The Yellow Wallpaper Argumentative Essay
- Date:Aug 09, 2019
- Category:The Yellow Wallpaper
“The Yellow Wallpaper,” written by Charlotte Perkins Gilman, is about a woman who becomes ill and is kept in bed by her husband, who takes her to a house in the countryside for some fresh, relaxing air. Though she claims that she her health is not improving, her husband, a doctor, remains convinced that she is not really ill. His wife claims that “John does not know how much I really suffer. He knows there is no reason to suffer, and that satisfies him (Gilman).” John did not take his wife’s illness seriously, so he disabled any help that she could have gotten; when John would listen to his wife for those few, brief minutes, he still did very little help, but merely convinced her that the illness was all in her head; then he confined her into a bedroom where the wallpaper was enough to worsen her symptoms and make her breakdown. It was, indeed, the repressiveness of her husband that led to the deteriorating of her health, as well as to her eventual breakdown.
John, her husband, did not take his wife’s illness seriously, no matter how often she claimed that she was ill and that she was not getting better. John not only chose to ignore her pleas of being sick, but he also refused to check into the concerns that she had in regards to her health. “You see he does not believe that I am sick (Gilman).” On the rare moments that he would listen to his wife, John would only respond out of amusement, rather than out of pity or concern for her. During these occasions, his simple advice would be for her to not think about it. “… but John says the very worst thing I can do is to think about my condition … (Gilman)” He plays with her concerns, which only worsens them for her. Even when things obviously become worse for his wife, while he does become concerned, he does nothing to help her.
When John did decide to do something to help his ailing wife, he merely confined her to her bed, not allowing her to do the things that might make her feel better, such as wandering outside or writing, which was the thing that she wanted to do the most. Instead, he would keep her in bed, in a room that she could not stand to be in because she was appalled by the atrocious wallpaper. She describes the wallpaper as being “one of those sprawling flamboyant patterns committing every artistic sin (Gilman).” At first, she spends the majority of the time trying to ignore the wallpaper, and instead focuses on trying to get her husband to listen further to the complaints that she has about her illness, as well as complaints that she has in regards to the wallpaper. When she is able to, during the times when her husband is away from the house, she takes to writing or taking walks outside, though these have to be stopped when her husband comes home, for he would be most upset if he were to find her doing something other than resting in bed.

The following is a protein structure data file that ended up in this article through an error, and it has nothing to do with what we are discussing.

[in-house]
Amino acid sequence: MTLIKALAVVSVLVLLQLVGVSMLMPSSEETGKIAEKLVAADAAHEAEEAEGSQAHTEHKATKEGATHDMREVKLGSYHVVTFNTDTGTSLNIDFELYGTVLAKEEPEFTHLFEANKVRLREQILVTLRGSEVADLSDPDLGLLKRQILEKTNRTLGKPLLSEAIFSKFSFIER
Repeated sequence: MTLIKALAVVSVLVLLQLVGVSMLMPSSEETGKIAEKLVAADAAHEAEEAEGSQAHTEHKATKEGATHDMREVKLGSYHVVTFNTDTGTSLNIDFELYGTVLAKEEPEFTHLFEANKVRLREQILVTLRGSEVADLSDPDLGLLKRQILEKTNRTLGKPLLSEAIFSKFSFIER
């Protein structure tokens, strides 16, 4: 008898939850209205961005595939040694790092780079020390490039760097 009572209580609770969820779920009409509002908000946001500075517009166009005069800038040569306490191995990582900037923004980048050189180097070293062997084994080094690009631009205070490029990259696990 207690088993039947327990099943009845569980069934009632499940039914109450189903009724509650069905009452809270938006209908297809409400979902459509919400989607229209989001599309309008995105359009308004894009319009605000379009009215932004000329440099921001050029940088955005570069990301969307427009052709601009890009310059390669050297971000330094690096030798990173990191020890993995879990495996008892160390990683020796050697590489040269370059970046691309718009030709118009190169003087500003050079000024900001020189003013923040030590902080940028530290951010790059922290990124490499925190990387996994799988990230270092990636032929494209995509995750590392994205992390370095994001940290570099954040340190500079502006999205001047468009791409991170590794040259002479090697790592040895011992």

Though her husband was definitely the sole reason that she did not get better, it was the wallpaper that completely unhinged her; this, of course, can be brought back to the husband, who refused to do anything about the wallpaper or about moving his wife to a different room of the house. His wife, at first, tried to ignore the wallpaper, and then she became oddly intrigued by the patterns that it formed. She became convinced that there was a little woman in there trying to get out, so she sought to help her out with the intentions to capture her. This went on for some time; finally, the woman got to be so mesmerized by the wallpapers patterns that she tore the paper from the walls and, while trying to catch the wallpaper-woman, ended up becoming the wallpaper-woman herself. She spent so much time caught up in the nonexistent happenings of the paper, that she lost sense of herself.
While the husband could be blamed for letting the illness get out of hand, who, or what, is really to blame for the wife’s breakdown, the husband or the wallpaper? Throughout the story, the husband refused to believe that his wife was sick, so he refused to give her the proper attention that could lead to her feeling healthy. Yet, while the wife was sick and made to stay in bed until she felt better, she began to have some internal quarrels about the wallpaper in the nursery that she was being kept in. In the end, it was the wallpaper that seemed to have had the greatest effect on her mind; all the same, had her husband listened to her pleas to begin with, she might not have been forced to stay in that room. “He says no one but myself can help me out of it, that I must use my will and self-control and not let any silly fancies run away with me (Gilman).” Her husband was, after all, a doctor, and completely capable of recommending something that would truly help his wife return to better health. Even when she tries to escape from her room, her husband only brings her back into the room that is driving her so mad, which only succeeds in doing so in the very end. John choose to ignore his wife’s pleas, hoping that whatever was ailing her, whether real or not, would simply go away after some time; this shows that sometimes ignorance is not bliss.
Gilman, Charlotte Perkins. The Yellow Wallpaper. New York: Dover Publications, 1997.